This freestanding stone circle was built in a farm field above Thea Alvin's studio and communal homestead south of Morrisville on Route 100. She builds wooden frames to support the shapes until the stones are in place, then knocks the props out. Photo by Andrew Nemethy

    Thea Alvin creates with stone, bends it to her will and imagination, twists it, turns it, spins it into eye-catching, improbable shapes, taking our landscape’s most elemental pieces and lofting them as if they were nature’s snap-to Legos.

    Charlie Nardozzi: A guru of the garden, springing up all over

    Charlie Nardozzi, holding his dog Rosie, has become a familiar voice and household name when it comes to all things gardening in Vermont. He traces his interest in growing food and flowers back to his Italian upbringing on a diversified farm started by his grandparents, and his time at the University of Vermont. Photo by Andrew Nemethy

    Raised on a farm in an extended Italian family, Charlie Nardozzi’s rural roots were too deep to resist the call of the garden. Today, he’s become a horticultural whirlwind, offering advice all over Vermont and across the nation on all things gardening on radio, in print and on the worldwide web.

    In This State: The marten makes a comeback, and Chris Bernier is hot on its tail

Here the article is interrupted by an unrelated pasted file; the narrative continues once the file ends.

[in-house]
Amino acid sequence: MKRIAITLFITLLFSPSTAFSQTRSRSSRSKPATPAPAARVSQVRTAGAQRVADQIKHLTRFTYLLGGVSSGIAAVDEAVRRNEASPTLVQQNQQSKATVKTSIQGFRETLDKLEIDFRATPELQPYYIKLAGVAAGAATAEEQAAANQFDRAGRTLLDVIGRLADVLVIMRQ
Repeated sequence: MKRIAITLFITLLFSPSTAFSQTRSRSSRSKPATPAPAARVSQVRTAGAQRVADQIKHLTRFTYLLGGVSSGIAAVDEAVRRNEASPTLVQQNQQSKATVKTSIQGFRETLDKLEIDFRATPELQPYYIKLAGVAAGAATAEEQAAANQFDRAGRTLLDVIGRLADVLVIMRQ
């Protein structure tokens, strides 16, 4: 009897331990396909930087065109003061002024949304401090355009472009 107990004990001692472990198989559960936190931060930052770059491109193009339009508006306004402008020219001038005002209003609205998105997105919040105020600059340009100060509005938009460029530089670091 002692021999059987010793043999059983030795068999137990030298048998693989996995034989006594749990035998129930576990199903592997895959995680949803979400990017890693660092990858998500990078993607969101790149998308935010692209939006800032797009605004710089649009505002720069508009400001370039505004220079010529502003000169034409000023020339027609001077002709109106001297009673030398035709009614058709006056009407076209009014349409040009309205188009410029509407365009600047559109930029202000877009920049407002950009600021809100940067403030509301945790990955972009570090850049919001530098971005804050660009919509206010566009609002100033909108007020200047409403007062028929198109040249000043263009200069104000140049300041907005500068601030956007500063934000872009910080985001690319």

USDA American Marten horizontal 288

    From weasels to bears, Chris Bernier oversees the state’s fur-bearing animals for the Fish & Wildlife Department. He’s happy to report he’s got a new/old creature to look out, the American marten, a long-vanished species that is making a comeback — and he’s got the photos to prove it.

    In This State: Mural painter Tara Goreau is coloring Vermont, bigtime

    Mural painter Tara Goreau recently filled the wall of the new PIngala Cafe in Burlington with this colorful, bucolic farm landscape.  Photo courtesy Tara Goreau

    Taking up the ancient art of murals and making it her own, artist Tara Goreau is covering bare walls, metal containers, barn sides and entrances with colorful, whimsical art that captures Vermont – with a fanciful sense of humor.

    In This State: Cartoonist Ed Koren earns a Vermont laurel, but don’t expect him to rest on it